Go: This option will allow showings to be scheduled without notifying you in advance. If you know that there are hours that will always be okay to show (if you will be working, out of town, or if the home is vacant) we can set up using this option. We can send you daily or weekly reports detailing the showing activity at your request.
Courtesy Call: With this option, Centralized Showing Service will call you to let you know about the requested appointment, but will assume it is okay to show. Approval is NOT REQUIRED, but if an appointment will not work for you, you do need to inform Centralized Showing Service so they can cancel the appointment.
Appointment Required: If you would like to approve each showing request, this is the best option. Centralized Showing Service will call to inform you of the appointment, and your APPROVAL is REQUIRED prior to the appointment being scheduled. The showing service will call until they obtain your approval.
Each Monday, you will receive a detailed report with the activity and feedback from brokers and the buyers who have toured your home. We will review the feedback and make adjustments as needed. Please keep in mind that feedback is very subjective, and it could be the other agent’s view or their buyers.Showings can be stressful to sellers, so we have some guidelines to follow to help get to your end goal of offers in hand as quickly as possible. We also want to let you know some of the challenges that see during showings.
#1 Make sure you can leave the house for showings While it is never enjoyable to be forced out of your home for extended periods of time, often with short notice, it is critical that you leave the home during scheduled showings while we market your home. Numerous studies done by The National Association of Realtors indicate that the most uncomfortable showing experience for a buyer is running into the seller during a viewing.
#2 Make sure pets (and their messes!) are not present for showings Not only can pets be a distraction to a perspective buyer, they can also be a liability. Some buyers are fearful of or allergic to dogs or cats and if they see your pet, they may not even tour your home. It is a good idea to do a quick “yard check” as well- you don’t want any pet surprises tracked back into your home by a buyer that didn’t watch where they stepped while checking out your yard. Cats typically can stay but if at all possible dogs should be taken with you for showings.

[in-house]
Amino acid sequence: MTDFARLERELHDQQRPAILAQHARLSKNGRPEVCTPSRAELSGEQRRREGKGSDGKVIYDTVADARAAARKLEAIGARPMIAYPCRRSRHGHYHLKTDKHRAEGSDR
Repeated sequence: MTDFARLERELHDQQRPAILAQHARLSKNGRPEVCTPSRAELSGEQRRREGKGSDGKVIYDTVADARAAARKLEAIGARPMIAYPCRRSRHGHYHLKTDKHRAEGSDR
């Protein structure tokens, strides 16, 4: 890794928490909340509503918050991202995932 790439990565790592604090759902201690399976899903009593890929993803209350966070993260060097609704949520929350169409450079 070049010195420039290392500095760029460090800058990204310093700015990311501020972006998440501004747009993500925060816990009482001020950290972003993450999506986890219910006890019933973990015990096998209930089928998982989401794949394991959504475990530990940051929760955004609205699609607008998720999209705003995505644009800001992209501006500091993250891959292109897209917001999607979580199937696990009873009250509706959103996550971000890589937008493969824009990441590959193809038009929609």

#3 Make sure your home is show ready! You only have one chance to make a good first impression, and that could not be any truer when it comes to selling your home. For showings, please make sure the house is picked up, smelling good and inviting. It is important that you remove any personal info. In touring a property buyers can be curious and you don’t want to distract them from their vision of this as their own home. Limiting family photos is also helpful- we want buyers looking at your home’s features, not yours.
#4 Make sure the key is in the lock box Nothing is more annoying to a buyer then getting to the house only to find out the key has gone missing. Your key is safe in the lock box, but if you do remove it, please make sure it is back in place prior to showings.
Potential showing challenges
I will do all that I can to ensure that your home is secure and respected during showings, but there are things that come up from time to time that are less than desirable for our sellers.
#1 Your home is left unsecured This is by far the most frustrating thing that you may experience during showings… you come home after a day of showings and find the back door left unlocked. We request all agents secure your home after showings, but in a crazy market, this may not get done. Please make sure you return to your home nightly so we can make sure your home is secured. If you are out of town for showings, please have a friend or neighbor help out with this.
#2 Someone uses your bathroom Buyers may be out for hours looking at homes and they may need to use your restroom. Please make sure your toilet is in good working order and there is toilet paper available, just in case. We don’t want someone flushing something else in a pinch. If you are not okay with your restroom being used, please let us know and we will put up signs in your restrooms asking buyers to refrain from using the facilities.
#3 A buyer helps themselves to a drink or a snack Again, this does happen from time to time, and if there is a bowl of candy or bottles drinks out, a buyer may assume that it is okay for them to help themselves. To protect against this, please make sure your food and drink are put away. If you would like, I am happy to supply some bottles of water, cookies or snacks to leave out- often buyers do really appreciate the gesture!
#4 Something gets broken, damaged or taken Typically, buyers are very respectful of homes they tour but we prefer to be proactive on this piece. We ask that you remove any fragile items that may get bumped by a buyer, or a buyer’s kiddo. It is in your best interest to remove any items of value, monetary or sentimental. Please remove any medications, firearms, jewelry and your kid’s favorite toys for showings.